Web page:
|Headquarters||Richmond Hill, Ontario|
U Sports (stylized as U SPORTS) is the national sport governing body of university sport in Canada, comprising the majority of degree-granting universities in the country. Its equivalent body for organized sports at colleges in Canada is the Canadian Collegiate Athletic Association (CCAA). Some institutions are members of both bodies for different sports.
Its name until October 20, 2016, was Canadian Interuniversity Sport (CIS; French: Sport interuniversitaire canadien, SIC). On that date, the organization rebranded as "U Sports" in both official languages.
The original Canadian Interuniversity Athletic Union (CIAU) Central was founded in 1906 and existed until 1955, composed only of universities from Ontario and Quebec. With the collapse of the CIAU Central in the mid-1950s, calls for a new, national governing body for university sport accelerated. Once the Royal Military College of Canada became a degree granting institution, Major W. J. (Danny) McLeod, athletic director at the RMC directed the establishment of the Canadian Intercollegiate Athletic Union (CIAU) in 1961.Major McLeod ran the CIAU from his office at RMC as the first CIAU Secretary-Treasurer. In the 1960s the CIAU functioned as a voluntary, autonomous, educational sport organization which represented by the various universities from coast to coast. In 1978, the Canadian Women's Interuniversity Athletic Union (CWIAU), which had formed in 1970, merged with the CIAU; the expanded CIAU reinforced its university focus by adjusting its name to the Canadian Interuniversity Athletics Union. It changed its name to Canadian Interuniversity Sport (CIS) in June 2001 due to growing misconceptions about the name of the organization since the term "athletic" was associated with track and field and "union" with labour movements.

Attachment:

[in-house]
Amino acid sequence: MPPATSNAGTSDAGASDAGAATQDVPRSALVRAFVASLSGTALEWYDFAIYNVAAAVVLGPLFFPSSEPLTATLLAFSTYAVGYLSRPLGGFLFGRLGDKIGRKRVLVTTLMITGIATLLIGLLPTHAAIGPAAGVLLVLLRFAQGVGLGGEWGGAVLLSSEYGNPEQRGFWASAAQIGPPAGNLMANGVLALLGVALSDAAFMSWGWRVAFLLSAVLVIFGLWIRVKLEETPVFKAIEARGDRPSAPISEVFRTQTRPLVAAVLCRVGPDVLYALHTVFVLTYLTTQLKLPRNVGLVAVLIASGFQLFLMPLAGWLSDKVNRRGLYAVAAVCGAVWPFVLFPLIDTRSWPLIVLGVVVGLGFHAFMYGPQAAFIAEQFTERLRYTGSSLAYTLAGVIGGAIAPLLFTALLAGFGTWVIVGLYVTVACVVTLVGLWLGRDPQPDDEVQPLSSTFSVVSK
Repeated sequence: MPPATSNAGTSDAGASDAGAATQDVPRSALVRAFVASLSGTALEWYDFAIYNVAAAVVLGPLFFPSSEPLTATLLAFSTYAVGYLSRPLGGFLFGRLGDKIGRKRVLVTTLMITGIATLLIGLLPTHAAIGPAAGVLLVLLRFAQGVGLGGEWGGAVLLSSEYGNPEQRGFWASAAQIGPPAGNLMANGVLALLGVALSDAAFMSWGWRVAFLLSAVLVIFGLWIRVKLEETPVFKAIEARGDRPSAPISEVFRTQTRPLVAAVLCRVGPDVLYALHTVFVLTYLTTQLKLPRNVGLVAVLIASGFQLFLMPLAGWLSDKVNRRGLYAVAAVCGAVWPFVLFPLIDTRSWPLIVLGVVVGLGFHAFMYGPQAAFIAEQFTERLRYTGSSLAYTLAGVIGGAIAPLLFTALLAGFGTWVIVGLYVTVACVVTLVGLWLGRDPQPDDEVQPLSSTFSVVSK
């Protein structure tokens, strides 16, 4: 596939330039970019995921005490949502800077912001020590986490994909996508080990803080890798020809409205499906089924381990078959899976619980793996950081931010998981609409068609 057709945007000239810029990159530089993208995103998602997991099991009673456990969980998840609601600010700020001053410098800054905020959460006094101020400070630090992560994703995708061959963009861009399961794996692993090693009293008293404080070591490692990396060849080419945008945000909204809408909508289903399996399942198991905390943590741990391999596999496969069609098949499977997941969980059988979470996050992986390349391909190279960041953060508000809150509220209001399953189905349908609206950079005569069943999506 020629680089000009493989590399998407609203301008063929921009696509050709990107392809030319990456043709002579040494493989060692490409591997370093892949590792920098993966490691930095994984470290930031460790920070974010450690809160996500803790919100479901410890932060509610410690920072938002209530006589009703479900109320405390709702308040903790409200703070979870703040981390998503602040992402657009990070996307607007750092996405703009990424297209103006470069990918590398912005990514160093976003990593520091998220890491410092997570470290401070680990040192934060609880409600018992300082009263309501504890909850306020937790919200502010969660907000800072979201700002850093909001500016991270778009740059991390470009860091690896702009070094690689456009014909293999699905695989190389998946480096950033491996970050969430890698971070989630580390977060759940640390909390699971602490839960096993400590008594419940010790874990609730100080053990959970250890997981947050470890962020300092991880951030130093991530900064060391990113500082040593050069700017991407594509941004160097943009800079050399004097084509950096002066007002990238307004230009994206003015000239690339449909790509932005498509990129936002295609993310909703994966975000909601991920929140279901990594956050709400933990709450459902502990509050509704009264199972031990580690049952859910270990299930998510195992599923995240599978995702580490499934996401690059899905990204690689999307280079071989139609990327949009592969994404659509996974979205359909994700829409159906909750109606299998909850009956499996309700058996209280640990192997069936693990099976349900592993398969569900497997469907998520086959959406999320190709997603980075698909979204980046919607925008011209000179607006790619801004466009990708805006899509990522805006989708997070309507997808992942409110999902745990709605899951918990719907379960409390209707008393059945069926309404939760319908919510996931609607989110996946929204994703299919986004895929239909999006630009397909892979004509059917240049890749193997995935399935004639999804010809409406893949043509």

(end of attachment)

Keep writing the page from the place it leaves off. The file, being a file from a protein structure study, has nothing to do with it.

According to the organization, the name change to "U Sports" came about in part due to a desire for a brand that was "instantly recognizable and identical in both French and English."The rebrand was accompanied by a new approach to presentation of Canadian University sports, its teams, and its players. The new, singular logo and name came with a new website to better present stories taking place throughout the athletics programs U Sports governs, bolstered by a new approach to social media.
On October 20, 2016, CIS announced that it would be changing its name to U Sports, accompanied by a new logo and approach to Canadian University sports. The name was chosen in part to better represent Canada as a bilingual nation with a united name as opposed to separate acronyms. The new name and look are also intended to increase the marketability of Canadian University sports.
Signifying a major shift in the presentation of Canadian University sports, U Sports aims to better engage with Canadian sports fans and present the athletes it governs. To do so, U Sports aims to promote the stories of its key athletes through a new approach to social media as well as a new website in order to "create a massive change in the way Canadians see university sports in the digital era".